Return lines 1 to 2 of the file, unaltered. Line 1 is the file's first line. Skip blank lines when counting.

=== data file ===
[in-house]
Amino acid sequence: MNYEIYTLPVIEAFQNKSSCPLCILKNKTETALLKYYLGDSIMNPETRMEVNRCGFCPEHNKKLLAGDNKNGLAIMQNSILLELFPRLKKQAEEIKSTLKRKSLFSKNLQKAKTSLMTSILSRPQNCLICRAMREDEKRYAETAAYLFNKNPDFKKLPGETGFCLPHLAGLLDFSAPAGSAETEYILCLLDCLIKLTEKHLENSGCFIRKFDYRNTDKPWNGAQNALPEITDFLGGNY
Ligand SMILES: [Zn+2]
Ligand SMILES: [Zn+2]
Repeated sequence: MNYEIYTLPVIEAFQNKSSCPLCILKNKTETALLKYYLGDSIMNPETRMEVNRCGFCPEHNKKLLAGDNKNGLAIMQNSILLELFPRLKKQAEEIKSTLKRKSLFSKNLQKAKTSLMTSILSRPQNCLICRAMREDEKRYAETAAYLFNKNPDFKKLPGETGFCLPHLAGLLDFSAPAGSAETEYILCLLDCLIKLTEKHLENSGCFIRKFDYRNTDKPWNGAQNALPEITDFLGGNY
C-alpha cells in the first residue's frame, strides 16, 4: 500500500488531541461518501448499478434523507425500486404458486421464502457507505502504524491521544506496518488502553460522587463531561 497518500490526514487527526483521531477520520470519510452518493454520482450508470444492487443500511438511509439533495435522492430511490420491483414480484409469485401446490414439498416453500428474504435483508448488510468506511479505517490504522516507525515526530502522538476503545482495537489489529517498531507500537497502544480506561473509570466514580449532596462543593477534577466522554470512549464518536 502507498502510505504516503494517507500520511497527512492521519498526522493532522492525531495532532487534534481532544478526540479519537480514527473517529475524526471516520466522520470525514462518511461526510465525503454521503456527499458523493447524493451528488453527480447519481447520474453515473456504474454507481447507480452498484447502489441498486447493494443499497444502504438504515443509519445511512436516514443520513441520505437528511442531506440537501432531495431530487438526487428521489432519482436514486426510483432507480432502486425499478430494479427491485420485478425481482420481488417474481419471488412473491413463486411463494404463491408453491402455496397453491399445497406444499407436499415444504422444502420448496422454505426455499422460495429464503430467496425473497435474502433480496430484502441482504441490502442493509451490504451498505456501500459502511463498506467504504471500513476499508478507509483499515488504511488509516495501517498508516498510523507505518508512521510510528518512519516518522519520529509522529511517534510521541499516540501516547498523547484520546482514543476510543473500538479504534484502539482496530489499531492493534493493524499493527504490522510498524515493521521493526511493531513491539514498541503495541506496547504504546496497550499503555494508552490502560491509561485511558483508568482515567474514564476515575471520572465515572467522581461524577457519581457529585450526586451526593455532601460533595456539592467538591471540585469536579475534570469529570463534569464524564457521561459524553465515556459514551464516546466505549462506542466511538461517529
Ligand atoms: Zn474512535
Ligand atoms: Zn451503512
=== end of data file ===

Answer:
[in-house]
Amino acid sequence: MNYEIYTLPVIEAFQNKSSCPLCILKNKTETALLKYYLGDSIMNPETRMEVNRCGFCPEHNKKLLAGDNKNGLAIMQNSILLELFPRLKKQAEEIKSTLKRKSLFSKNLQKAKTSLMTSILSRPQNCLICRAMREDEKRYAETAAYLFNKNPDFKKLPGETGFCLPHLAGLLDFSAPAGSAETEYILCLLDCLIKLTEKHLENSGCFIRKFDYRNTDKPWNGAQNALPEITDFLGGNY